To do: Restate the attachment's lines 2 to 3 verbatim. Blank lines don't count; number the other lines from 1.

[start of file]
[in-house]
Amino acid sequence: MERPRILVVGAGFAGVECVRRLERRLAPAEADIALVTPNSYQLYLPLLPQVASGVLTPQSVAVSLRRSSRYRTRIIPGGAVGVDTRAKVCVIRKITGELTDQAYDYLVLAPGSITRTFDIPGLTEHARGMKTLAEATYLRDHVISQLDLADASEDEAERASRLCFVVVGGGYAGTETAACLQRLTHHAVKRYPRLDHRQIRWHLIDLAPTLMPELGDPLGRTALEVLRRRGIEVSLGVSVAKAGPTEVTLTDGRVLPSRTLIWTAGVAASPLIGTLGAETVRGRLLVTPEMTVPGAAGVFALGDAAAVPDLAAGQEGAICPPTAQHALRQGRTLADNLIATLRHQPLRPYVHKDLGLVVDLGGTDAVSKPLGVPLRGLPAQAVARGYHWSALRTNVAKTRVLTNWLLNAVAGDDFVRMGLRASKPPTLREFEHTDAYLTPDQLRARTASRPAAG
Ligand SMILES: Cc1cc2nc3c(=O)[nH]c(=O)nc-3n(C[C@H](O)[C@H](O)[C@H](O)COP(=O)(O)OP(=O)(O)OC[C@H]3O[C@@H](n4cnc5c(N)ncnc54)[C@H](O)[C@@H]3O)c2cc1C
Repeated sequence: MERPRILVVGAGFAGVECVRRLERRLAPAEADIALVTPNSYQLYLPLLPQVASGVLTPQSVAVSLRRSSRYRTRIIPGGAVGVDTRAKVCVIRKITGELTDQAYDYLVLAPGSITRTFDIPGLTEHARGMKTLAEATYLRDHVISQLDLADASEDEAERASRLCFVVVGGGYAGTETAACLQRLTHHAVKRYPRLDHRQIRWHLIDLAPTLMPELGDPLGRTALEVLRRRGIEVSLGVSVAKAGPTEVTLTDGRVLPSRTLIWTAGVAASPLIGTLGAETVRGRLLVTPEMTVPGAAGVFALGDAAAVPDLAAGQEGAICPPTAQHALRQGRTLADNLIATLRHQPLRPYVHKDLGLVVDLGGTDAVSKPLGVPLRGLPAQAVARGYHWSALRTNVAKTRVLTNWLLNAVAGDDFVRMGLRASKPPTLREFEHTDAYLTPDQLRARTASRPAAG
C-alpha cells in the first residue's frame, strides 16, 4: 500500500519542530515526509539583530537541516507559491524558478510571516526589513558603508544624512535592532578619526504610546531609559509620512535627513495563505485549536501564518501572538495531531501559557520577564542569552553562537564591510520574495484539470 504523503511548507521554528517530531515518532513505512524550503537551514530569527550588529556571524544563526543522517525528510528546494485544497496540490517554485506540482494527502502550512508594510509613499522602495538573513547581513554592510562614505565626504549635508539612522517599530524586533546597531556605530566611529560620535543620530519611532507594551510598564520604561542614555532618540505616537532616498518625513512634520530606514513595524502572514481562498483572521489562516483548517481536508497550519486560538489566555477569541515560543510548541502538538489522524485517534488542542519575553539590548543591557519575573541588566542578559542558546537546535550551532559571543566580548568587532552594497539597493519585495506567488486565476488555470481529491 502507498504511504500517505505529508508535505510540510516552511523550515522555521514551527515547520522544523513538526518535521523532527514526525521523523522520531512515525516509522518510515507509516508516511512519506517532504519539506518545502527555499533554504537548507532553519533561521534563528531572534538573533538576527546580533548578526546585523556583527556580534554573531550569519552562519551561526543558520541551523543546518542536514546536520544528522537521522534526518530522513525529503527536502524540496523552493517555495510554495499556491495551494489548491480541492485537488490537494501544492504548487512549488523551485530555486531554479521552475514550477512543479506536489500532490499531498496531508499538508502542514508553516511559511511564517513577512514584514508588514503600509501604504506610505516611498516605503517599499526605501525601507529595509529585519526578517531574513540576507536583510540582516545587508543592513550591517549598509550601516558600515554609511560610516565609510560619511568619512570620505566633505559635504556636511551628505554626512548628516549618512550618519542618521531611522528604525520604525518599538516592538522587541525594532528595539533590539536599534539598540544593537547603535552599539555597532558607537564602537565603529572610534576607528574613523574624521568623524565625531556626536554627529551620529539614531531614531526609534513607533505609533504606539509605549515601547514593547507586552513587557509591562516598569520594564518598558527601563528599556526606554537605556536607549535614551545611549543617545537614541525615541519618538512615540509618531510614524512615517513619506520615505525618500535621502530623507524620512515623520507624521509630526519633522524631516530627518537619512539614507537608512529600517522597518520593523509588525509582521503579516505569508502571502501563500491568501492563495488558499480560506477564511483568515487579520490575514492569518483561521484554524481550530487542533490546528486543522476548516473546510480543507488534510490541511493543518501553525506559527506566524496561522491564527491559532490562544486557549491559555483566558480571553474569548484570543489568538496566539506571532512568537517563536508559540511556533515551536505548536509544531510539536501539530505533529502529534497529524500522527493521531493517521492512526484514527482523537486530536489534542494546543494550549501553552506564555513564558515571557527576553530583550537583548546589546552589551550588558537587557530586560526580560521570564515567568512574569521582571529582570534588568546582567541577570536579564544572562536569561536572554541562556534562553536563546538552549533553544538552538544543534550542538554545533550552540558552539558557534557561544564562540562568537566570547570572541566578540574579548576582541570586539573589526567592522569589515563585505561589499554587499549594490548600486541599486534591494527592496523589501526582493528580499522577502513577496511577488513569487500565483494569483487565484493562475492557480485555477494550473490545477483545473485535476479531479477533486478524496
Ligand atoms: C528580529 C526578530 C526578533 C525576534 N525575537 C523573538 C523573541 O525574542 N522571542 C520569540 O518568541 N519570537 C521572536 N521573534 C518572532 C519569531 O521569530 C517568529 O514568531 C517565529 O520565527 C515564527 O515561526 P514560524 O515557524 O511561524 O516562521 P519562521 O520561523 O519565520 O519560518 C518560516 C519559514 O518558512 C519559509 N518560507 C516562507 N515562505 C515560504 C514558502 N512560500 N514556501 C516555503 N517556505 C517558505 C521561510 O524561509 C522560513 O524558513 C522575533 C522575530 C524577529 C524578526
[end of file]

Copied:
Amino acid sequence: MERPRILVVGAGFAGVECVRRLERRLAPAEADIALVTPNSYQLYLPLLPQVASGVLTPQSVAVSLRRSSRYRTRIIPGGAVGVDTRAKVCVIRKITGELTDQAYDYLVLAPGSITRTFDIPGLTEHARGMKTLAEATYLRDHVISQLDLADASEDEAERASRLCFVVVGGGYAGTETAACLQRLTHHAVKRYPRLDHRQIRWHLIDLAPTLMPELGDPLGRTALEVLRRRGIEVSLGVSVAKAGPTEVTLTDGRVLPSRTLIWTAGVAASPLIGTLGAETVRGRLLVTPEMTVPGAAGVFALGDAAAVPDLAAGQEGAICPPTAQHALRQGRTLADNLIATLRHQPLRPYVHKDLGLVVDLGGTDAVSKPLGVPLRGLPAQAVARGYHWSALRTNVAKTRVLTNWLLNAVAGDDFVRMGLRASKPPTLREFEHTDAYLTPDQLRARTASRPAAG
Ligand SMILES: Cc1cc2nc3c(=O)[nH]c(=O)nc-3n(C[C@H](O)[C@H](O)[C@H](O)COP(=O)(O)OP(=O)(O)OC[C@H]3O[C@@H](n4cnc5c(N)ncnc54)[C@H](O)[C@@H]3O)c2cc1C